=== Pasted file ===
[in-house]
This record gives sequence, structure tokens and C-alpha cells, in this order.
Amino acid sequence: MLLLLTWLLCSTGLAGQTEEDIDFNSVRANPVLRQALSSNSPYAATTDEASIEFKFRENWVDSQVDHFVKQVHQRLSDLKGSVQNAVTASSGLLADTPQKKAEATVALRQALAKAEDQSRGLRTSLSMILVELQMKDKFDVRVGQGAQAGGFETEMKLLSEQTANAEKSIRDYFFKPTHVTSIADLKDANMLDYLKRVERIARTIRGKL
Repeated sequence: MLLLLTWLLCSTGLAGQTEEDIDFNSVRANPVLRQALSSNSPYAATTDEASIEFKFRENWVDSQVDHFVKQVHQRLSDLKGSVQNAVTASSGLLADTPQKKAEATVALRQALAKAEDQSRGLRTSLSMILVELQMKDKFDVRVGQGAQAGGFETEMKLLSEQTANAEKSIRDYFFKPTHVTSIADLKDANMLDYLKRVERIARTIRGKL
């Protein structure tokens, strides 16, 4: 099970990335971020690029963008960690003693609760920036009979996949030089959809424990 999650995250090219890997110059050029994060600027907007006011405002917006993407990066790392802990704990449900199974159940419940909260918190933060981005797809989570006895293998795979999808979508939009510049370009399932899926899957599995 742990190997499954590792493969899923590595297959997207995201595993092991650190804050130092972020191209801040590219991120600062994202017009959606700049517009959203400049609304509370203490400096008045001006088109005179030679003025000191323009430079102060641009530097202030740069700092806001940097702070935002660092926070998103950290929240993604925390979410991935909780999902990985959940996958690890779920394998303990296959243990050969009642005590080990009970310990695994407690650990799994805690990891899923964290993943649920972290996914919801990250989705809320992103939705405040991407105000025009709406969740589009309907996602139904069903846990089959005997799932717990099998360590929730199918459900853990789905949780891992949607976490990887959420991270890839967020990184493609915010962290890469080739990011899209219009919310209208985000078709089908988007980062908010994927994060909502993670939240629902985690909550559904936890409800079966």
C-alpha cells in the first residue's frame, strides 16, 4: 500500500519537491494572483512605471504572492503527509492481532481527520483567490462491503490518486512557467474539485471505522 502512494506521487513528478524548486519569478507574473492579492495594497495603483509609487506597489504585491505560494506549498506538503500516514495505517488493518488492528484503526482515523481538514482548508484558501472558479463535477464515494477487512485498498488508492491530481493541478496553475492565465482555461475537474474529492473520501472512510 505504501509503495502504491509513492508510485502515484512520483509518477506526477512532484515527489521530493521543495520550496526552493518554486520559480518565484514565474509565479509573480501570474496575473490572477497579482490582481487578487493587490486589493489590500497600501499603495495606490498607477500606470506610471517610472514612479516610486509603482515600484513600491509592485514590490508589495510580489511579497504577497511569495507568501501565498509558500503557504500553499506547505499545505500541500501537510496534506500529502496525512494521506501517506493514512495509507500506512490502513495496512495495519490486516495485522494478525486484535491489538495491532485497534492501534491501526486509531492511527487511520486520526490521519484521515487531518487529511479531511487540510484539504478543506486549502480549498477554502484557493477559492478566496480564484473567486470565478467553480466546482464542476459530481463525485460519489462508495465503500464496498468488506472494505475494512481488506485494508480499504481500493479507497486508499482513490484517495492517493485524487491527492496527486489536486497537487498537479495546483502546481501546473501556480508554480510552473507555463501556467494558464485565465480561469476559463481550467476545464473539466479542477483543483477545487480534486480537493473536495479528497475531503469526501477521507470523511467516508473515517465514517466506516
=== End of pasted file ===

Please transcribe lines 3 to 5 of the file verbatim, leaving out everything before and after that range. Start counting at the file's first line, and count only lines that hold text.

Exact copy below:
Amino acid sequence: MLLLLTWLLCSTGLAGQTEEDIDFNSVRANPVLRQALSSNSPYAATTDEASIEFKFRENWVDSQVDHFVKQVHQRLSDLKGSVQNAVTASSGLLADTPQKKAEATVALRQALAKAEDQSRGLRTSLSMILVELQMKDKFDVRVGQGAQAGGFETEMKLLSEQTANAEKSIRDYFFKPTHVTSIADLKDANMLDYLKRVERIARTIRGKL
Repeated sequence: MLLLLTWLLCSTGLAGQTEEDIDFNSVRANPVLRQALSSNSPYAATTDEASIEFKFRENWVDSQVDHFVKQVHQRLSDLKGSVQNAVTASSGLLADTPQKKAEATVALRQALAKAEDQSRGLRTSLSMILVELQMKDKFDVRVGQGAQAGGFETEMKLLSEQTANAEKSIRDYFFKPTHVTSIADLKDANMLDYLKRVERIARTIRGKL
């Protein structure tokens, strides 16, 4: 099970990335971020690029963008960690003693609760920036009979996949030089959809424990 999650995250090219890997110059050029994060600027907007006011405002917006993407990066790392802990704990449900199974159940419940909260918190933060981005797809989570006895293998795979999808979508939009510049370009399932899926899957599995 742990190997499954590792493969899923590595297959997207995201595993092991650190804050130092972020191209801040590219991120600062994202017009959606700049517009959203400049609304509370203490400096008045001006088109005179030679003025000191323009430079102060641009530097202030740069700092806001940097702070935002660092926070998103950290929240993604925390979410991935909780999902990985959940996958690890779920394998303990296959243990050969009642005590080990009970310990695994407690650990799994805690990891899923964290993943649920972290996914919801990250989705809320992103939705405040991407105000025009709406969740589009309907996602139904069903846990089959005997799932717990099998360590929730199918459900853990789905949780891992949607976490990887959420991270890839967020990184493609915010962290890469080739990011899209219009919310209208985000078709089908988007980062908010994927994060909502993670939240629902985690909550559904936890409800079966």